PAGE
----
During and after your transplant

Pancreas transplant alone

You will be given a general anaesthetic before your operation. A general anaesthetic gives a state of controlled unconsciousness. This is like being asleep and you do not feel any pain. 

A large cut is made in your tummy (abdomen). The artery and vein of the pancreas are usually sewn into your artery and vein in the right-hand side of your lower tummy. The intestine that comes attached to the pancreas is sewn into your intestine. The pancreas usually starts producing insulin a few hours after the transplant.

The operation usually takes 3 to 4 hours. Your own pancreas is not removed and is left in place.

Pain during your transplant

As the operation is done under general anaesthetic, you should not feel any pain. You will feel some pain after the operation, but you will be given strong painkillers into your vein. You can control the amount of painkiller you receive by pushing a button on a patient-controlled analgesia (PCA) pump. It is regulated so that you cannot overdose. Most patients feel comfortable within hours of the operation.

After your transplant

For the first few days after the transplant, you will be cared for in the critical care unit (also known as intensive care). You will have a catheter (flexible tube) to drain pee (urine) from your bladder. You will also have tubes (drains) coming out of your tummy, and a tube in your neck to give fluids into your veins. Your blood sugars, urine output (how much you pee), and blood tests will be monitored to check how your transplanted pancreas is working.

When you are well enough, you will be moved to Richard Bright ward. The catheter will be removed 3 to 5 days after the operation. Most patients can eat and drink within the first few days after the operation.

Most people stay in hospital for about 2 weeks after the transplant. If you need more surgery, or there is a problem with the transplant, you might need to be in hospital for longer.

Leaving hospital

Before you leave the hospital, the pharmacist will tell you what each of your medicines are for, and how to take them. You will be given information about how long to rest, how to remove dressings, and pain relief.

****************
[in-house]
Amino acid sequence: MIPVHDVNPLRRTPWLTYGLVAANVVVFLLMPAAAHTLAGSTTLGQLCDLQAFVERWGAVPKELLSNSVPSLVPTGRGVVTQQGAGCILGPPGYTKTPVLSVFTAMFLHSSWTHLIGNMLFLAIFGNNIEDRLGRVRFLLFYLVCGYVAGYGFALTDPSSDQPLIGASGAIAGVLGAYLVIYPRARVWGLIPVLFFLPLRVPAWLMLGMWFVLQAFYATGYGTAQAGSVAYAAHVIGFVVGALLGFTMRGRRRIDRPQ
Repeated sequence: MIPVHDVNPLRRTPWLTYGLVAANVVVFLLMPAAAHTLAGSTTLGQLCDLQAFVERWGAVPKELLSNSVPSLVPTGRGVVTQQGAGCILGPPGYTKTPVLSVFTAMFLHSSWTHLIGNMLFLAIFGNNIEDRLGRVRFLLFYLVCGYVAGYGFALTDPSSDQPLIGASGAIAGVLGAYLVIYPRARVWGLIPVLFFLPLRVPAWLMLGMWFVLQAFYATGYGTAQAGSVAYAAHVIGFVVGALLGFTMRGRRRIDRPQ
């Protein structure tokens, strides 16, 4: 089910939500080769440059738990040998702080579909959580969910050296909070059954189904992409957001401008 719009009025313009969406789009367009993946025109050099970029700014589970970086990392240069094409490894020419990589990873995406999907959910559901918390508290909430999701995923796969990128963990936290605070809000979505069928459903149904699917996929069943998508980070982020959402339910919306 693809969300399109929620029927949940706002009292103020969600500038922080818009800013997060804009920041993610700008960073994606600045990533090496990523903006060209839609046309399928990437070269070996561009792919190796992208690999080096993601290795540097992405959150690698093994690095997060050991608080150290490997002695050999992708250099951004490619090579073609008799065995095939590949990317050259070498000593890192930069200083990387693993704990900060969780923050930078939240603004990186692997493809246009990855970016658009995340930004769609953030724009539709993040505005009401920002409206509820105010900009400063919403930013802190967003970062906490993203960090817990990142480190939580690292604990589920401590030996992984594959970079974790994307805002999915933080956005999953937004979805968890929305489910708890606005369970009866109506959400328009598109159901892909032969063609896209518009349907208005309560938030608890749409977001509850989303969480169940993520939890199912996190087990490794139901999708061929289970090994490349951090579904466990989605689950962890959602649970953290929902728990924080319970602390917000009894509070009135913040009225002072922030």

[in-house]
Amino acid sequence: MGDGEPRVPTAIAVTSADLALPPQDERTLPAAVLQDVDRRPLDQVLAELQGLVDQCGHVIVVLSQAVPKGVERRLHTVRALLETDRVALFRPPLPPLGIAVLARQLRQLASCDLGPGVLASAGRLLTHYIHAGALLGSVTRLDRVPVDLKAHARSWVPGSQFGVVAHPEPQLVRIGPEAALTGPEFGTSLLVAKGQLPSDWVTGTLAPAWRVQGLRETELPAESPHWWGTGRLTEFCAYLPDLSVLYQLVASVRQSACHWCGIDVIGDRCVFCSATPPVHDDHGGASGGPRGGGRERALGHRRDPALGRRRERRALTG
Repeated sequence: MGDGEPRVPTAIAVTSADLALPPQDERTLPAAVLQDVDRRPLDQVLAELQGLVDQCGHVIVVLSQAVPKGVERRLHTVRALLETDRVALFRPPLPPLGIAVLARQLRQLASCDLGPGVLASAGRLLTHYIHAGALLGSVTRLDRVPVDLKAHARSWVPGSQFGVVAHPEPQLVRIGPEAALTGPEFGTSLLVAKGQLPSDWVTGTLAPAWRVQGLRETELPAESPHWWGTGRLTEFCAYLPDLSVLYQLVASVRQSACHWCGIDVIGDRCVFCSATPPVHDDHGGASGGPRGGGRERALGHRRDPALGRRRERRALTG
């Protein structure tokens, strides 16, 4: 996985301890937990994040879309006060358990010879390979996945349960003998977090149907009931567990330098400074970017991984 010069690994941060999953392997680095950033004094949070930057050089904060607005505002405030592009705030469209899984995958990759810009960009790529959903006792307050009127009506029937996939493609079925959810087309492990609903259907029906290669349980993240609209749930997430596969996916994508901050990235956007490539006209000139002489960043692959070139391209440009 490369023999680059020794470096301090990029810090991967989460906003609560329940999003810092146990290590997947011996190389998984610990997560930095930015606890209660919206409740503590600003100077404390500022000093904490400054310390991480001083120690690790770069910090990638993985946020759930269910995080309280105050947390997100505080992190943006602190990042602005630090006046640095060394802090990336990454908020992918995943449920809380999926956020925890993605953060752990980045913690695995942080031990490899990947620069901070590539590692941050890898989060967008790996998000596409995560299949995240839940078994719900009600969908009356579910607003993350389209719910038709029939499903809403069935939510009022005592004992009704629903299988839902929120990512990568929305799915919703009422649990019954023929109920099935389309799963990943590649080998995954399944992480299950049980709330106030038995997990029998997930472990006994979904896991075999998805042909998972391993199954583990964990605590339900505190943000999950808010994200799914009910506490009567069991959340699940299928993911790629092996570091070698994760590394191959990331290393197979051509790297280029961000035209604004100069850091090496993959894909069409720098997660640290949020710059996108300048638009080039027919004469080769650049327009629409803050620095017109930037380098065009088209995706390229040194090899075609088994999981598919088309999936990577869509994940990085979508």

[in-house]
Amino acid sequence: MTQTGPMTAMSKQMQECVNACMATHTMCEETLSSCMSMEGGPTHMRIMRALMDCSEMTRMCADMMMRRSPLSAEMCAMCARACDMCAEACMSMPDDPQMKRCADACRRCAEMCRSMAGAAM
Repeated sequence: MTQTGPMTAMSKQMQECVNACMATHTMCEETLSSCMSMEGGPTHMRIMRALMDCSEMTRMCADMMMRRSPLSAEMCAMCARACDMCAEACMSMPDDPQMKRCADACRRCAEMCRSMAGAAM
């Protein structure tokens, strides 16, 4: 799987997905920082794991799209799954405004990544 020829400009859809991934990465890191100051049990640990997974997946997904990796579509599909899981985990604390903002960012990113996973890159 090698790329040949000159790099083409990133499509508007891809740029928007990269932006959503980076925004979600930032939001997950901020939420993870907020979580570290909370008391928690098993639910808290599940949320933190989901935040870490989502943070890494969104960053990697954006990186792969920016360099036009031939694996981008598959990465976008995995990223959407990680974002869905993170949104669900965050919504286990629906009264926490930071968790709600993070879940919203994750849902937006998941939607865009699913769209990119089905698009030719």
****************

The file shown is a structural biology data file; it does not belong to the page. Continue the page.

A few months after the transplant, you will be sent an appointment at Guy’s Hospital for a mixed-meal tolerance test. This tells us how well your pancreas is working.  It involves drinking a mixture of protein, fat and carbohydrate that tastes like a milkshake. Blood tests will also be done to see how much insulin your pancreas is producing.

We might recommend that you have a pancreas biopsy. A tiny piece of tissue is removed from the pancreas and examined under a microscope. The biopsy helps us make sure that the pancreas is not being rejected.

How long the transplant will last

Between 70 and 80 out of 100 pancreas transplants are still working 1 year later. On average, this type of pancreas transplant lasts for 3 to 5 years. For some patients, the transplants last much longer and for others they might only last a short time. The length of time depends on the age of the donor, other medical conditions that the donor may have, and many other factors.

If your transplant fails

Some people can have another pancreas transplant if their transplant fails. The success rate for second transplants is generally as good as for the first. However, you are likely to wait longer. You will also need to go through the same tests again to make sure you are healthy enough to have another transplant.

Follow-up appointments

After your transplant, you will be seen up to 3 times a week in the transplant clinic to make sure that the pancreas transplant is working well. After a month, most patients don't need to be seen as often. 

You will be sent an appointment for more tests to monitor how your pancreas is working a few months after your transplant.

Useful information

Read our information on pancreas transplant services. 

NHS Blood and Transplant provide information on organ transplants. 


Diabetes Research and Wellness Foundation provide information on islet cell transplants.


Resource number: 4226/VER3
Last reviewed: October 2023
Review date: October 2026

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